Provençal Chicken Pilaf

Poulet Sauté au Riz à la Provençale

Preparation info

  • Difficulty


  • Servings:


Appears in

Simple French Food

By Richard Olney

Published 1974

  • About

Sautés, stews, trussed whole chickens, and chicken pilafs, all doctored to suit the Mediterranean palate with olive oil, tomato, cayenne, garlic, peppers, onions, olives . . . are abandoned to a confusion of names that shift aimlessly among ingredients and garnishes from one reference book to another, poulet à la Nimoise, à la Niçoise, or à la Basquaise in one becoming à la Vauclusienne, à l’Arlésienne, or à la Marseillaise in the other—none all that different from à la Portugaise or à l’Espagnole.

If prepared in a sauce, rather than as an element in a pilaf, de-glaze with white wine after the vegetables have been sautéed, and add tomatoes at that time, preparing a pilaf, plain or saffroned, apart as accompaniment.

Butter-stewed artichoke hearts may be added at the same time as the olives; slices of eggplant fried in olive oil and drained and/or coin-thin slices of zucchini sautéed rapidly in olive oil provide a delicious terminal garnish. For a guestless meal, prepare it with wings alone—or leftover backs and necks.


  • 1 cut-up chicken (or 4 legs)
  • Salt
  • 3 tablespoons olive oil
  • 1 medium onion, chopped
  • 1 large sweet red or green pepper, emptied of seeds and cut into narrow strips
  • 3 cloves garlic, finely chopped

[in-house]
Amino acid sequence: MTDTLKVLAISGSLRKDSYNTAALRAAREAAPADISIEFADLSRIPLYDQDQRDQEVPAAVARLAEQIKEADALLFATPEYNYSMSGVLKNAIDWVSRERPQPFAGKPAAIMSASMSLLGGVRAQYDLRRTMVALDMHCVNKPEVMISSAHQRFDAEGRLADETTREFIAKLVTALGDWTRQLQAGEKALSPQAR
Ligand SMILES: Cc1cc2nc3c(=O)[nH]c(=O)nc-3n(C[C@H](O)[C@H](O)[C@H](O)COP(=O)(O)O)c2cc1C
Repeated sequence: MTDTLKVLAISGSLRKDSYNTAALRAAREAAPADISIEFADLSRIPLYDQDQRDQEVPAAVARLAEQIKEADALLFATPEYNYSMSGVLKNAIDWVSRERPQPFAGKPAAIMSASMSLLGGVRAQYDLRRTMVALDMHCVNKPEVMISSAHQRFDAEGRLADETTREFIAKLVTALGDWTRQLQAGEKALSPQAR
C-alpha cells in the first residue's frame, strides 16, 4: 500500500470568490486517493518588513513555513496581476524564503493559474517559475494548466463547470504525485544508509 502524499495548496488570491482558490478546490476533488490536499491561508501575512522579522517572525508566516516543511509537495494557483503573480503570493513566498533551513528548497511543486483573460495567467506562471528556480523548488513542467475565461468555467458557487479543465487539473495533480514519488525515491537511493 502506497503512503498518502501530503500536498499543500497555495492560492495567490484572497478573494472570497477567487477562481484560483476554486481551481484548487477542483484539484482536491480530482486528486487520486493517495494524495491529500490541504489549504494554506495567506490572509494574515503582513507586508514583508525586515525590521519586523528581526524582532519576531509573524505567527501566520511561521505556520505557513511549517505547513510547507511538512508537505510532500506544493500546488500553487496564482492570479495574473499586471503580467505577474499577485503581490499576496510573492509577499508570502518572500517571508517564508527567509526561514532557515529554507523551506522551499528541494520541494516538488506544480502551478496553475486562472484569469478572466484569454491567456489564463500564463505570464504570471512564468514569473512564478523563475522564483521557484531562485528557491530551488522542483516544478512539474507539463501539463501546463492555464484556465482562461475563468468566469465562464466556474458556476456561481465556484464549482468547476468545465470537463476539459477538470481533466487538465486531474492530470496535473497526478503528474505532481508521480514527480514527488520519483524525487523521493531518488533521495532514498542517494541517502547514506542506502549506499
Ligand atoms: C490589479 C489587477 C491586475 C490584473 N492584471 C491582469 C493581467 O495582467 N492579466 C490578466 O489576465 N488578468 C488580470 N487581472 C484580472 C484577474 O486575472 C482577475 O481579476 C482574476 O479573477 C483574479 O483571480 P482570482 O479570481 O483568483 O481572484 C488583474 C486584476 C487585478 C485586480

• 1 cup long-grain rice (preferably non-treated), rinsed and well drained
  • 1 teaspoon crumbled oregano flowers
  • About teaspoon saffron (to taste)
  • 1 pinch whole saffron flowers (for effect)
  • Small pinch cayenne
  • Handful pitted rinsed black olives (not strongly flavored—the Niçoises are the best, but do not bother to pit them)
  • cups boiling water (or chicken stock)
  • 3 large ripe tomatoes, peeled, seeded, and cut up (or, out of season, preserved tomatoes)
  • 1 tablespoon butter
  • Pepper
  • ½ teaspoon sugar
  • Fresh basil (if unavailable, substitute chopped parsley)


Use a large heavy copper plat à sauter or a wide earthenware poëlon. Brown the chicken pieces, salted, in the olive oil, remove them to a plate, and replace them by the onion and pepper, cooking over low flame and stirring regularly until soft and lightly colored. Sprinkle with salt (if moistening with chicken stock, take its saltiness into consideration), add the chopped garlic and the rice, stirring regularly with a wooden spoon until the rice turns milky-opaque in aspect, sprinkle over the oregano, the two saffrons, and the cayenne, stirring until the rice is saffron-stained, scatter over the olives, pour in the boiling liquid, and put back the chicken pieces, adding any juices that may have drained from them. Cover and cook over very low heat, a bare murmur at the liquid’s surface, for 15 minutes.

Gently stew the tomatoes, seasoned, sugar added, in the butter, stirring or tossing occasionally. Add them to the pilaf, strewing them regularly over the surface with their juices, without disturbing the rice, and leave again, tightly covered, over low heat, for another 15 minutes. Remove from heat, sprinkle surface with torn-up basil leaves and flowers, cover, and let stand another 5 minutes or so before serving.